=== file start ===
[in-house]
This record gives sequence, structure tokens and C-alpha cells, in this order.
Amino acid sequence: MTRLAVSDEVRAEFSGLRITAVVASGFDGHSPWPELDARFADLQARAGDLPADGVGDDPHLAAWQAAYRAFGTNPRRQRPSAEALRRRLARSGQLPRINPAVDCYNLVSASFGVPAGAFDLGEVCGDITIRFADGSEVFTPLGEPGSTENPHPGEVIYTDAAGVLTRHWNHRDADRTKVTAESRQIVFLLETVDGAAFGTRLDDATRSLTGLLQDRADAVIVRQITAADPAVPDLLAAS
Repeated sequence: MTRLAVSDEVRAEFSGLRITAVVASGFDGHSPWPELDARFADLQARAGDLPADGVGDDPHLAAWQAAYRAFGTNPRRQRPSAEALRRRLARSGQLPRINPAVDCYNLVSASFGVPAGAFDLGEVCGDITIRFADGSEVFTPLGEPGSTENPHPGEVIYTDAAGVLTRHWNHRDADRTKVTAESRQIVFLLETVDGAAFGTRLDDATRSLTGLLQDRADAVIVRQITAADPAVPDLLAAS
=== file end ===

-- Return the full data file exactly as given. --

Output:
[in-house]
This record gives sequence, structure tokens and C-alpha cells, in this order.
Amino acid sequence: MTRLAVSDEVRAEFSGLRITAVVASGFDGHSPWPELDARFADLQARAGDLPADGVGDDPHLAAWQAAYRAFGTNPRRQRPSAEALRRRLARSGQLPRINPAVDCYNLVSASFGVPAGAFDLGEVCGDITIRFADGSEVFTPLGEPGSTENPHPGEVIYTDAAGVLTRHWNHRDADRTKVTAESRQIVFLLETVDGAAFGTRLDDATRSLTGLLQDRADAVIVRQITAADPAVPDLLAAS
Repeated sequence: MTRLAVSDEVRAEFSGLRITAVVASGFDGHSPWPELDARFADLQARAGDLPADGVGDDPHLAAWQAAYRAFGTNPRRQRPSAEALRRRLARSGQLPRINPAVDCYNLVSASFGVPAGAFDLGEVCGDITIRFADGSEVFTPLGEPGSTENPHPGEVIYTDAAGVLTRHWNHRDADRTKVTAESRQIVFLLETVDGAAFGTRLDDATRSLTGLLQDRADAVIVRQITAADPAVPDLLAAS